Almost 100 years before Darwin set sail for the Galapagos, Georg Wilhelm Steller made landfall in what is now Alaska. There, he was greeted with sun-edged mountains, windswept islands, and a host of species he’d never seen before. Steller is now credited with ‘discovering’ six species of bird and mammal many of which bear his name including the Steller’s sea cow (extinct), Steller sea lion, and Steller’s eider.
We grow up on these kinds of stories of exploration. It might be the science fiction of the Enterprise going boldly where no one has gone before, or the real-life explorations of Jacques Cousteau. But somewhere along the way, I think many of us begin to think the discoveries are farther out of reach. The human genome is mapped. We’ve landed on the moon…
What is left to discover?
Earlier this week a recently acquired octopus from our seawater well at the ASLC was introduced to the aquarium on the Discovery Pool countertop. This is a male frilled giant Pacific octopus, a genetic variant of the giant Pacific octopus complex that was recently described by Alaska Pacific University researchers Dr. David Scheel and graduate student Nathan Hollenbeck after studying numerous examples of these in Prince William Sound (Hollenbeck and Scheel 2017).
Little “Floyd” was found on February 17 in a shrimp trap we had in the ASLC seawater well. Compared to our other Giant Pacific octopuses, Floyd has smoother skin that includes a long, lateral fold along the midline of the mantle, two whitish spots in front of the eyes rather than one in GPOs, and the horn-like papillae above each eye are more flattened than in the larger species. He also doesn’t seem to get as red in color.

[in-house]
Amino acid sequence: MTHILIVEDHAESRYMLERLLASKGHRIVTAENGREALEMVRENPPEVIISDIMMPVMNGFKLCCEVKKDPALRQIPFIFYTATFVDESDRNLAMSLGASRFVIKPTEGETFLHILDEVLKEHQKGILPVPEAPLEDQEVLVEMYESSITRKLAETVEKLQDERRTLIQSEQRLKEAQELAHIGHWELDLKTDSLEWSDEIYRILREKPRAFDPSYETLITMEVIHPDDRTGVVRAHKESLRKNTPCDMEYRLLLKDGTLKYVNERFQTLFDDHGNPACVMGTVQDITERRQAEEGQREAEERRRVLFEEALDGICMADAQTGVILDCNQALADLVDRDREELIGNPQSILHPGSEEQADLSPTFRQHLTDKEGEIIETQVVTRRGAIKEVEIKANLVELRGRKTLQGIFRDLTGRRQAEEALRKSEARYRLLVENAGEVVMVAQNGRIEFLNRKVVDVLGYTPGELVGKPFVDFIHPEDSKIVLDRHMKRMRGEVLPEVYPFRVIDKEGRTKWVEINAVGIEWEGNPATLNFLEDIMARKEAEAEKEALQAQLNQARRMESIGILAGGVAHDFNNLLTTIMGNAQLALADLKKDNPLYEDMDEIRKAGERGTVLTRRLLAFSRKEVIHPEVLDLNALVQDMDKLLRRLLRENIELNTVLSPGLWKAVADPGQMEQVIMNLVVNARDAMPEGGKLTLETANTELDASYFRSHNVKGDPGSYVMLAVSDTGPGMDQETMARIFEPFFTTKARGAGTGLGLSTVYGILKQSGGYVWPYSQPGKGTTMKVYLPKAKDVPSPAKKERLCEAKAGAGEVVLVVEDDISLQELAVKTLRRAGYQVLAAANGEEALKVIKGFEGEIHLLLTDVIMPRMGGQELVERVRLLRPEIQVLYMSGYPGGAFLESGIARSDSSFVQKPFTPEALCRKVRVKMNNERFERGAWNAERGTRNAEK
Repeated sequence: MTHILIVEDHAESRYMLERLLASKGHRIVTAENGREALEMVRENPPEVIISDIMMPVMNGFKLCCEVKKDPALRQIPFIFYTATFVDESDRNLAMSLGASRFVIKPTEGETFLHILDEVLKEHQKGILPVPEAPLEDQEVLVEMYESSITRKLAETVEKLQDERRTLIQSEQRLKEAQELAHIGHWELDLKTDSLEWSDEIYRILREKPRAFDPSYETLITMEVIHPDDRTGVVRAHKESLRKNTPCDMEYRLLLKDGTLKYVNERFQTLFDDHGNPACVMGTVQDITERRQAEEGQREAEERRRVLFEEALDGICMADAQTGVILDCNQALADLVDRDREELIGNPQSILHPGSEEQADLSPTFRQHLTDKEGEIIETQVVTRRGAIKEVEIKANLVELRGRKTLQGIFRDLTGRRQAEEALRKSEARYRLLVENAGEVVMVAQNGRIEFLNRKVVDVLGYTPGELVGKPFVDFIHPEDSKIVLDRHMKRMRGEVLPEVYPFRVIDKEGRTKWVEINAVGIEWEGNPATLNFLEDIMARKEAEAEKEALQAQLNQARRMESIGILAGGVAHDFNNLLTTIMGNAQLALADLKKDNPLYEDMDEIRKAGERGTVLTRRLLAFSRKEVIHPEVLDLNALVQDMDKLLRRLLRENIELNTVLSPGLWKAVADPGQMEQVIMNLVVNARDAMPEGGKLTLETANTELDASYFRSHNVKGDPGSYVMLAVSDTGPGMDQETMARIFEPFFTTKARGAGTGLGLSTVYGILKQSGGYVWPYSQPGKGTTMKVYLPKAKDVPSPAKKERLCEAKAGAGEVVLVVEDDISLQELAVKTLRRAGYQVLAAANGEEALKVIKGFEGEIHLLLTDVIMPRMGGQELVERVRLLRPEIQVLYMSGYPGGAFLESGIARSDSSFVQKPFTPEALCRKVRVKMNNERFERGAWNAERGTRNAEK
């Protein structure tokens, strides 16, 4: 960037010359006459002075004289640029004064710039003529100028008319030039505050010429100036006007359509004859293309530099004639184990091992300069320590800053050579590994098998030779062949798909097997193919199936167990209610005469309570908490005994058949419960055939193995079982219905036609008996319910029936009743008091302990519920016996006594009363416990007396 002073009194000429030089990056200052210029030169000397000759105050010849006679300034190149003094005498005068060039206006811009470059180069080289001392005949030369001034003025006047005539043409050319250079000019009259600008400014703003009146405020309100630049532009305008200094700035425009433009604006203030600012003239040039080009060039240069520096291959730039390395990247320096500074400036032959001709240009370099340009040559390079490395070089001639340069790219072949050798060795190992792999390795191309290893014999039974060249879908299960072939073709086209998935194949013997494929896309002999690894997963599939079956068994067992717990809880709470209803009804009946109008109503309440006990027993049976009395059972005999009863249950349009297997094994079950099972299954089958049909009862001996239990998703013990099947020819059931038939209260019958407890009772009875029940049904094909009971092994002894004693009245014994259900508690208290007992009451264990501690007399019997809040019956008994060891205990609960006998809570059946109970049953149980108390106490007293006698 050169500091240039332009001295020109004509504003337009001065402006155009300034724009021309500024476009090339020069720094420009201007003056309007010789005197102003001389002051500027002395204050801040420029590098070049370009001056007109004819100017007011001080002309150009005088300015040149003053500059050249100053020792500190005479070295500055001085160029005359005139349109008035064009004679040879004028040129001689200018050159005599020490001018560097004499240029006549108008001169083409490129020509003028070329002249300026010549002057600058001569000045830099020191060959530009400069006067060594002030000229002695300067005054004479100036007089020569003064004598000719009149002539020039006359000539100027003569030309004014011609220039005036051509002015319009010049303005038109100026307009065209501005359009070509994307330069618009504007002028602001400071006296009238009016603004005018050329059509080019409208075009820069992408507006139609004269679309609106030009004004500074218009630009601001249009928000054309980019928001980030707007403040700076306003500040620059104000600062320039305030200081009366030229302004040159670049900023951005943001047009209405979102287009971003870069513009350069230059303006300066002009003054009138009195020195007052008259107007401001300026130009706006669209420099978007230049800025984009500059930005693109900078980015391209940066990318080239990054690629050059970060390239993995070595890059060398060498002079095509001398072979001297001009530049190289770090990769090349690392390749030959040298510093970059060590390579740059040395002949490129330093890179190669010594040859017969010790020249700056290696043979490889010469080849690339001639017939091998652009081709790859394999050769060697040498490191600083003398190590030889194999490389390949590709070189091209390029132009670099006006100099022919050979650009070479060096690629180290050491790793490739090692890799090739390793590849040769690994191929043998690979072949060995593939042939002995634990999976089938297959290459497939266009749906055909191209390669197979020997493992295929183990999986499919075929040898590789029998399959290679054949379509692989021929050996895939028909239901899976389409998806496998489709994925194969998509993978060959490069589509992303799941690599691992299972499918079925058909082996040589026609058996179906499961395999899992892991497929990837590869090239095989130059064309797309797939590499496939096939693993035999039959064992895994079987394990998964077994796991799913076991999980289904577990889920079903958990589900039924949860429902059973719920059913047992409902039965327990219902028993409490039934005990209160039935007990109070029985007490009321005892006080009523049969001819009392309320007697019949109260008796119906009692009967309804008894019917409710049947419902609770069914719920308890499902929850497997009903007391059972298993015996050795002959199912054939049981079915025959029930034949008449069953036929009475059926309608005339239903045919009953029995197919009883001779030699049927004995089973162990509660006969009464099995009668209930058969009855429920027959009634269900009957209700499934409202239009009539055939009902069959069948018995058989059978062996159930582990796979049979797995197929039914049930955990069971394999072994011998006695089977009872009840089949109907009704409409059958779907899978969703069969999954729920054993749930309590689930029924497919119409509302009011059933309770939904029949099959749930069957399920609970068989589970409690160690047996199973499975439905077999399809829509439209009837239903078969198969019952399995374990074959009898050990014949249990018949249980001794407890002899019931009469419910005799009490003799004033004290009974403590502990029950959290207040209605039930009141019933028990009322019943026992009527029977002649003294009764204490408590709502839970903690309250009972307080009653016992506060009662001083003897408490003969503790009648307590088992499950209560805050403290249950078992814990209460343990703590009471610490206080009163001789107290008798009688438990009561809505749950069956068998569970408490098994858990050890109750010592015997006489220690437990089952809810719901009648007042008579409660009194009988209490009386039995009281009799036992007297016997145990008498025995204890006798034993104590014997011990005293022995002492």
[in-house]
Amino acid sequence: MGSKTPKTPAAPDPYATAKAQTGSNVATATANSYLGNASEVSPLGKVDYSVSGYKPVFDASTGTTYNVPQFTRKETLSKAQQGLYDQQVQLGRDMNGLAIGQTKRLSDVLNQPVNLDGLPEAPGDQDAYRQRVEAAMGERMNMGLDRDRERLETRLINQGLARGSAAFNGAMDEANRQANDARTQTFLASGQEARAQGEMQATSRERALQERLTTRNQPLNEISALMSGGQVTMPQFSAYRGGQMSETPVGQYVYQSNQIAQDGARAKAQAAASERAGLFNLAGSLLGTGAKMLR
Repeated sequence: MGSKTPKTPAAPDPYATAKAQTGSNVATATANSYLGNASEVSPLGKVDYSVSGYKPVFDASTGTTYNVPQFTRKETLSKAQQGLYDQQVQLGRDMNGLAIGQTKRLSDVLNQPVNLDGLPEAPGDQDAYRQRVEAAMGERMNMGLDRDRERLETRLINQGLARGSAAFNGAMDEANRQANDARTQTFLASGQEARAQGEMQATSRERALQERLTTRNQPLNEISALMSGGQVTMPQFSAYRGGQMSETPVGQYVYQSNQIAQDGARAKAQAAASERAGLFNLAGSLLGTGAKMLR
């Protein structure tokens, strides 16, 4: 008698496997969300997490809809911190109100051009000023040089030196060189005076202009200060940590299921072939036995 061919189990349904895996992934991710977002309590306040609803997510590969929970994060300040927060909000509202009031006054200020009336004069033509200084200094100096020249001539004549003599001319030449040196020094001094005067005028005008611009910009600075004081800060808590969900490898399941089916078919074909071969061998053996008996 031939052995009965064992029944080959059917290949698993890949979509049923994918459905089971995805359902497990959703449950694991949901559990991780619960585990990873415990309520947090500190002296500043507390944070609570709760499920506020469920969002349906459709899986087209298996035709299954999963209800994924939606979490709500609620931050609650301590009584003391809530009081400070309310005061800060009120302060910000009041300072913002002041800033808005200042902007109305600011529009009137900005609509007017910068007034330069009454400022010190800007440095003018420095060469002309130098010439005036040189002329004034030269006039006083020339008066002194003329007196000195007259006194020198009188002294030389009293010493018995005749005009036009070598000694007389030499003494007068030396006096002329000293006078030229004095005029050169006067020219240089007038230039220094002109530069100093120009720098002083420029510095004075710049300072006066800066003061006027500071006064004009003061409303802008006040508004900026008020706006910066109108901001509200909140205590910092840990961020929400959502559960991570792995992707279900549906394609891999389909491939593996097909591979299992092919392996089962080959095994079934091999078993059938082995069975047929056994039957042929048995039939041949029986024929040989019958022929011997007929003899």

Frilled giant Pacific octopuses are still Enteroctopus dofleini and haven’t been named as a separate species at this time, but they are genetically different enough to justify inclusion as a member of a genetic complex.
David’s conviction that these are more widespread in coastal Alaska than just in PWS was confirmed by photos we shared with him of others held here over the years.
Taxonomy being what it is, there will likely be more that’s learned and described in the coming years. For instance, another octopus that Jared Guthridge, ASLC Aquarium Manager, found on a Bering Sea trawl with NMFS in 2012 was determined to be a third genetically distinct octopus based on a DNA sample we provided. Zhemchug lived here several years.
I think you’ll agree that it’s exciting to live in Alaska where significant new animal discoveries are made and environmental change isn’t just talk, but lived.
If you’re inspired by discovery and science, rational thought, comedians, and octopus–I highly recommend the podcast: Infinite Monkey Cage. Especially this episode “Oceans: What remains to be discovered”
Written by: Richard Hocking and Amy Bishop
Nathan Hollenbeck & David Scheel. 2017. Body Patterns of the Frilled Giant Pacific Octopus, a New Species of Octopus from Prince William Sound, AK. American Malacological Bulletin 35 (2): 134-144; doi: 10.4003/006.035.0206